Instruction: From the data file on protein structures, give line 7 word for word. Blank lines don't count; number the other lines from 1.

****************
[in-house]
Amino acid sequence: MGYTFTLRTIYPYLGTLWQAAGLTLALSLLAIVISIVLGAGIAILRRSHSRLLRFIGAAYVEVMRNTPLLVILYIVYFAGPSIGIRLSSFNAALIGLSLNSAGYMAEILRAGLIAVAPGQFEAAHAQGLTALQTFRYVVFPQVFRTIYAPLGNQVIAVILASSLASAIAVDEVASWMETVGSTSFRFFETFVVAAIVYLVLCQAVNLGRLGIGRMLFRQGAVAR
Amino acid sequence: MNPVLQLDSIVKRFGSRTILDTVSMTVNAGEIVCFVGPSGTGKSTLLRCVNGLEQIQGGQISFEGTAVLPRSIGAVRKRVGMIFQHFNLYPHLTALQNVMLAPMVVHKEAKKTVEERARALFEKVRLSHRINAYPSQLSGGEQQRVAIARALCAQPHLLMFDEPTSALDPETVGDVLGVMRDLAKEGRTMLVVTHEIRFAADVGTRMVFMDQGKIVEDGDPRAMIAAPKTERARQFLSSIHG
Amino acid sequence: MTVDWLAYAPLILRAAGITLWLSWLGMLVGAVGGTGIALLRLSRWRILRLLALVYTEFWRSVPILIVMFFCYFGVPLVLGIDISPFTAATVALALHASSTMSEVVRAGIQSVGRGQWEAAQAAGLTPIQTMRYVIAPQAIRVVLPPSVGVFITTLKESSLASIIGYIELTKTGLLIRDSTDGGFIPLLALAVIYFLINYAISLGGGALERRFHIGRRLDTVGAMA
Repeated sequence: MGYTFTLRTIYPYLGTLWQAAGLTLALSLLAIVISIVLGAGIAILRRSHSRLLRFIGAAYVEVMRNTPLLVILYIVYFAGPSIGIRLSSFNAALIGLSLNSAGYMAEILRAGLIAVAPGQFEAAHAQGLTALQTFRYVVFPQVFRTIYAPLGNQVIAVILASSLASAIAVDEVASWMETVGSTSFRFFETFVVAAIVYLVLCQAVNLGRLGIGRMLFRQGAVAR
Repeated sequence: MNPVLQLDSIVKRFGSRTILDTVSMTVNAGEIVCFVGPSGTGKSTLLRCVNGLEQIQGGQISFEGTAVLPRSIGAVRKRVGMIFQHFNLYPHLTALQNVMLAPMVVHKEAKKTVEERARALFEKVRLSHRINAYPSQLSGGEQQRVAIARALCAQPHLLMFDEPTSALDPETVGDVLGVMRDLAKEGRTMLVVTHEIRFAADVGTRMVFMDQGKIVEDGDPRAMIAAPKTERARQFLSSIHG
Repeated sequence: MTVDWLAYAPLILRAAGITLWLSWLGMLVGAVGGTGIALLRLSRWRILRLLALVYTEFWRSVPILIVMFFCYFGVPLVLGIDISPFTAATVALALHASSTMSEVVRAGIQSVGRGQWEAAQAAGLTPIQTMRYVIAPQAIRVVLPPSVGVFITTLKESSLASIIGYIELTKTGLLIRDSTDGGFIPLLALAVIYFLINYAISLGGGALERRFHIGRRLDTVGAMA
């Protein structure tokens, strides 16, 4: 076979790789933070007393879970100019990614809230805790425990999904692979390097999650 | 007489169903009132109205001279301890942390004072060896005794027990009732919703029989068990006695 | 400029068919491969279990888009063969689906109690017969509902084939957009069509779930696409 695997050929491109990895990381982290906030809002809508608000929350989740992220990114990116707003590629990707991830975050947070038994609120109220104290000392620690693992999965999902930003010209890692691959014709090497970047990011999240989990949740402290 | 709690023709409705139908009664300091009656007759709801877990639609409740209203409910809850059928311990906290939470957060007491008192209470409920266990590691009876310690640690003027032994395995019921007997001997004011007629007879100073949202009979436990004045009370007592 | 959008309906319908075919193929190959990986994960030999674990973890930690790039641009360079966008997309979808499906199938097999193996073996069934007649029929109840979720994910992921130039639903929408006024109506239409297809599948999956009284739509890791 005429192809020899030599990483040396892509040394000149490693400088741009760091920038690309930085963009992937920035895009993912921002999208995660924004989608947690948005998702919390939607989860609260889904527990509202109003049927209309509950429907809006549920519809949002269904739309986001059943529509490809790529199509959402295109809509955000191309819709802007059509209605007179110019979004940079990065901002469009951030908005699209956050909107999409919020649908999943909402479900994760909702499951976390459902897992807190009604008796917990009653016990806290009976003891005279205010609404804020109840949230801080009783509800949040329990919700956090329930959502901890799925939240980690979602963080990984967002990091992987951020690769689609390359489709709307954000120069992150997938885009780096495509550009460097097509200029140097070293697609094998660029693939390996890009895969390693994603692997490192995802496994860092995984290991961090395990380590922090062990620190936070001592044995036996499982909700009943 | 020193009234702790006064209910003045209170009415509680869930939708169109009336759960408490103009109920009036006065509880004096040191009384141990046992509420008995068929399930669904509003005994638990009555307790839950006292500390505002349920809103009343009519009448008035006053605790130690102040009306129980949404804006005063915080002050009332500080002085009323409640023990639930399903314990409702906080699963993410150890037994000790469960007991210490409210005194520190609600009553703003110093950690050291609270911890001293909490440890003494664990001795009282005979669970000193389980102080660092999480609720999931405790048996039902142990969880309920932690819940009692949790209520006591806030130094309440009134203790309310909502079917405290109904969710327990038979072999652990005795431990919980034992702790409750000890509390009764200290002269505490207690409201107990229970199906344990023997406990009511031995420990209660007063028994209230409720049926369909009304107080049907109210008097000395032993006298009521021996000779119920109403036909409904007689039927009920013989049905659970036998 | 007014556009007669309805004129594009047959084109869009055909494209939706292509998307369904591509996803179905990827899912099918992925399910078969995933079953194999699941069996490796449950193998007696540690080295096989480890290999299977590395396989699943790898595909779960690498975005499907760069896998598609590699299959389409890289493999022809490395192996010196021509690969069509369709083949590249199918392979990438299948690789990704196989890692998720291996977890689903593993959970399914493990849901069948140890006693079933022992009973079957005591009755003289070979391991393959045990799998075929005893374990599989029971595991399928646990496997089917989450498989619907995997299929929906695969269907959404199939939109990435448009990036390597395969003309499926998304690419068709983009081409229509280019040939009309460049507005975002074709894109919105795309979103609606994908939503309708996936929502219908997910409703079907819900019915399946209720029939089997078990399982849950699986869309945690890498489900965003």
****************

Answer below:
Repeated sequence: MTVDWLAYAPLILRAAGITLWLSWLGMLVGAVGGTGIALLRLSRWRILRLLALVYTEFWRSVPILIVMFFCYFGVPLVLGIDISPFTAATVALALHASSTMSEVVRAGIQSVGRGQWEAAQAAGLTPIQTMRYVIAPQAIRVVLPPSVGVFITTLKESSLASIIGYIELTKTGLLIRDSTDGGFIPLLALAVIYFLINYAISLGGGALERRFHIGRRLDTVGAMA